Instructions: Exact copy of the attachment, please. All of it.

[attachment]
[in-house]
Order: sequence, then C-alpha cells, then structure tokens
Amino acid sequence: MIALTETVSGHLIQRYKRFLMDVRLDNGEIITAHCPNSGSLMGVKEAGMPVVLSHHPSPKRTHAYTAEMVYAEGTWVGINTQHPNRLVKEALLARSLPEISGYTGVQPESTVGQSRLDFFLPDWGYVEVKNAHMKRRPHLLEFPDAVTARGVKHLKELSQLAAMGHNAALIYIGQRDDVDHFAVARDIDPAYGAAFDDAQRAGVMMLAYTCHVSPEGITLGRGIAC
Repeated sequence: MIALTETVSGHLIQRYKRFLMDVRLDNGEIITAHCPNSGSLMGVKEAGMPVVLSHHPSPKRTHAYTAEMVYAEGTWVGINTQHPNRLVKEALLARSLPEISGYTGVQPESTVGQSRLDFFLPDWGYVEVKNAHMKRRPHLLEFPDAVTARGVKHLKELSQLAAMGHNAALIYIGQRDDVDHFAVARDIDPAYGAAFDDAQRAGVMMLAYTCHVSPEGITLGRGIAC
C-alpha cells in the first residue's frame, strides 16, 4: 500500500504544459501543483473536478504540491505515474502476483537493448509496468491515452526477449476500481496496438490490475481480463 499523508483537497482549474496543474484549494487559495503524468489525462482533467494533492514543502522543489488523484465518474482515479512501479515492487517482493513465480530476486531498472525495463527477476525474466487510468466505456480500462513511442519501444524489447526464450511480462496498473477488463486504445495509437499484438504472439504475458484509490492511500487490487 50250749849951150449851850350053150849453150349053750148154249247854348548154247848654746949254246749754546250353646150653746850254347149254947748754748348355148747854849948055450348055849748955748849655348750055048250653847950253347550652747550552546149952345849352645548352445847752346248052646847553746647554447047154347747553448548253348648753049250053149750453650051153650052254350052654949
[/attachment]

[in-house]
Order: sequence, then C-alpha cells, then structure tokens
Amino acid sequence: MIALTETVSGHLIQRYKRFLMDVRLDNGEIITAHCPNSGSLMGVKEAGMPVVLSHHPSPKRTHAYTAEMVYAEGTWVGINTQHPNRLVKEALLARSLPEISGYTGVQPESTVGQSRLDFFLPDWGYVEVKNAHMKRRPHLLEFPDAVTARGVKHLKELSQLAAMGHNAALIYIGQRDDVDHFAVARDIDPAYGAAFDDAQRAGVMMLAYTCHVSPEGITLGRGIAC
Repeated sequence: MIALTETVSGHLIQRYKRFLMDVRLDNGEIITAHCPNSGSLMGVKEAGMPVVLSHHPSPKRTHAYTAEMVYAEGTWVGINTQHPNRLVKEALLARSLPEISGYTGVQPESTVGQSRLDFFLPDWGYVEVKNAHMKRRPHLLEFPDAVTARGVKHLKELSQLAAMGHNAALIYIGQRDDVDHFAVARDIDPAYGAAFDDAQRAGVMMLAYTCHVSPEGITLGRGIAC
C-alpha cells in the first residue's frame, strides 16, 4: 500500500504544459501543483473536478504540491505515474502476483537493448509496468491515452526477449476500481496496438490490475481480463 499523508483537497482549474496543474484549494487559495503524468489525462482533467494533492514543502522543489488523484465518474482515479512501479515492487517482493513465480530476486531498472525495463527477476525474466487510468466505456480500462513511442519501444524489447526464450511480462496498473477488463486504445495509437499484438504472439504475458484509490492511500487490487 50250749849951150449851850350053150849453150349053750148154249247854348548154247848654746949254246749754546250353646150653746850254347149254947748754748348355148747854849948055450348055849748955748849655348750055048250653847950253347550652747550552546149952345849352645548352445847752346248052646847553746647554447047154347747553448548253348648753049250053149750453650051153650052254350052654949